Earlier this month, the United States Supreme Court issued a 5-4 ruling holding that it was not unconstitutional for a public institution (Hastings University Law School) to require a institution-recognized student group (Christian Legal Society (CLS)) to allow any student to participate in the group regardless of their status or beliefs. You can read the Supreme Court's holding in Christian Legal Society v. Martinez here: http://www.supremecourt.gov/opinions/09pdf/08-1371.pdf .

In our June 1, 2010 newsletter, I predicted that the Court in a narrow-crafted decision would ultimately uphold the right of CLS to discriminate against those who did not hold its religious beliefs or ascribe to its sexual behavior restrictions. I thought that the court would recognize that freedom to associate includes the right to exclude. I used the examples that an atheist club would not be required to allow Christian "atheist club" members to redirect the focus of a group, and that a Muslim group would not need to allow Hindu leadership.

I thought that it was clear that there was viewpoint discrimination against the conservative Christian club, after all, of all of the various student groups, it had been the only group that was denied registration. I did not think that Court, or the dozens of other student groups regardless of their place on the liberal-conservative continuum, would want to see the focus of their groups diluted by disruptive, non-supportive students who could forcibly assume leadership roles.

Further, I thought that the Court would find that the University's written "non-discrimination policy" reasoning was the operative policy in effect at the time it denied CLS's registration, and therefore that the Court would  rule in line with its precedent upholding college student freedom of association and freedom of speech in similar cases.  It was only in the thick of litigation that Hastings had changed its argument to claim that instead of basing its decision on the non-discrimination policy, it had based the non-registration of CLS on an "all-comers" policy. Hasting had claimed, after the fact in the litigation process, that it's "all-comers policy" that required every student group to accept any student was non-discriminatory and neutrally applied.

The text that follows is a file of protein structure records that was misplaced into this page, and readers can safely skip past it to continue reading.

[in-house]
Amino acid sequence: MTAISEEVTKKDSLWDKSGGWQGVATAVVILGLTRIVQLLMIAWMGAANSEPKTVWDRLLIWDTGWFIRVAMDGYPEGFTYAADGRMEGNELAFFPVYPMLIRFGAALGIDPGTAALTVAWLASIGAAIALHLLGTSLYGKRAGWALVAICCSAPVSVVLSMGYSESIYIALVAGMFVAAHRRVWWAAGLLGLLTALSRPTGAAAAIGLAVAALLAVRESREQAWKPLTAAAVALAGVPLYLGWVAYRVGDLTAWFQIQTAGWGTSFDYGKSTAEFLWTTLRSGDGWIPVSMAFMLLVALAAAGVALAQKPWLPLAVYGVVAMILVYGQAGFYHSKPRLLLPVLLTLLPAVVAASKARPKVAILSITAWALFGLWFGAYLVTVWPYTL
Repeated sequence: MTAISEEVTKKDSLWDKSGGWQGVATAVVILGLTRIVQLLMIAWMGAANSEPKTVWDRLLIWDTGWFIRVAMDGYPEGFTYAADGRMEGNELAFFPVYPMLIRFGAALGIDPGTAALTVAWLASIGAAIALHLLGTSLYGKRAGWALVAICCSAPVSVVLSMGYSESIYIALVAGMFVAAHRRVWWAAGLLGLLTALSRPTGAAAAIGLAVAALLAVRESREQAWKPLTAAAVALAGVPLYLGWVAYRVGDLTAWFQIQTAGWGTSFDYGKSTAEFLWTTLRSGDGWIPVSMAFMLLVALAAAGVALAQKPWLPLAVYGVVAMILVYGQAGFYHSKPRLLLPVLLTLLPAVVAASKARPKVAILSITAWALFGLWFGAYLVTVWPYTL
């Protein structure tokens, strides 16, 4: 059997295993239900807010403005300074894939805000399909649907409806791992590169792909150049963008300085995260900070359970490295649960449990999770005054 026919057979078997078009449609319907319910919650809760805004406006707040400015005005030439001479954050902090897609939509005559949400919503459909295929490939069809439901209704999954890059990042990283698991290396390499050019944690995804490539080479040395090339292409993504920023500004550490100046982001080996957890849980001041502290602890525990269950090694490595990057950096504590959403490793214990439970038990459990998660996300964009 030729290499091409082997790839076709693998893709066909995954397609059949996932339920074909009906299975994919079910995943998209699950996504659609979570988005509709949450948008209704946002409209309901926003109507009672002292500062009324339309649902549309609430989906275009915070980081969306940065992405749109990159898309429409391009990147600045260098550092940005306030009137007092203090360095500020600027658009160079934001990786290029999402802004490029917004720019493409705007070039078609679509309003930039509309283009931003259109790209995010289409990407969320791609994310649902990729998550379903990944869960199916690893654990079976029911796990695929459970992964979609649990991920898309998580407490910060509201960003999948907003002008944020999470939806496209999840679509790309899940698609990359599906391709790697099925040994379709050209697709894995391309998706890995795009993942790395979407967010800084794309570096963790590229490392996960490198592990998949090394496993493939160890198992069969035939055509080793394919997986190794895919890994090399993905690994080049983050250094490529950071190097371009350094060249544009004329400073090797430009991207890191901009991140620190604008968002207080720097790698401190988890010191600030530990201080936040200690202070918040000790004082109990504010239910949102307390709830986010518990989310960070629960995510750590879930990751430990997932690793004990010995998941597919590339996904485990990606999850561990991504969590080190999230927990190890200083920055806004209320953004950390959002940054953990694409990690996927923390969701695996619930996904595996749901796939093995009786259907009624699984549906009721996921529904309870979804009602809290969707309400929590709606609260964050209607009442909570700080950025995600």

I thought that the Court would recognize that this had not been the original policy in place, and that Hastings was conveniently trying to avoid making what would be a losing "non-discrimination" policy argument. I anticipated a ruling that would foster a "free marketplace of ideas" ethos on public campuses.

But I was wrong. Over some strong dissent within its ranks, the Court surprisingly ruled against the Christian Club. In an effort to figure out why this happened, I asked "What would Ross Perot do?" and decided to "open the hood" and take a look inside.


This is kind of technical, so please bear with me. If a party to litigation believes that, even assuming all the facts alleged are true, there is no legal basis for the other side to prevail, they can file for "summary judgment." Part of this involves the parties reviewing a long series of facts and deciding which ones they can both stipulate, or agree, to.

In this case, it turns out that CLS had stipulated to the 'fact' that ""Hastings requires that registered student organizations allow any student to participate, become a member, or seek leadership positions in the organizations, regardless of [her] status or beliefs. Thus, for example, the Hastings Democratic Caucus cannot bar students holding Republican political beliefs from becoming members or seeking leadership positions in the organization."

In other words, CLS had stipulated, or "agreed" in the litigation process that the "all-comers" policy was the operative policy in effect when CLS was denied registration.

The majority opinion makes a big deal out of the precedent that "parties are bound by, and cannot contradict, their stipulations."
The Court said that an "all-comers" policy was different from a discriminatory policy and was permissible.

In short, early on in the case, CLS had agreed with the other sides' definition of the policy and the Court had no obligation to try to fix the mess CLS ended up in as a result.  If the Court had decided to replace CLS' stipulation with what CLS had actually meant, that would truly be seen as "judicial activism."

What this means is that the court ruling is very narrow and can be challenged again should future plaintiffs play their cards right. They just have to find an example of discriminatory policy and label it as such.


1 Comment

  1. Matt says:

    I agree with your analysis. CLS closed the door on their strongest argument. You would think that lawyers, coming from a law school, would know better than to make such a stipulation. What were the Attorneys on that plaintiff team thinking?

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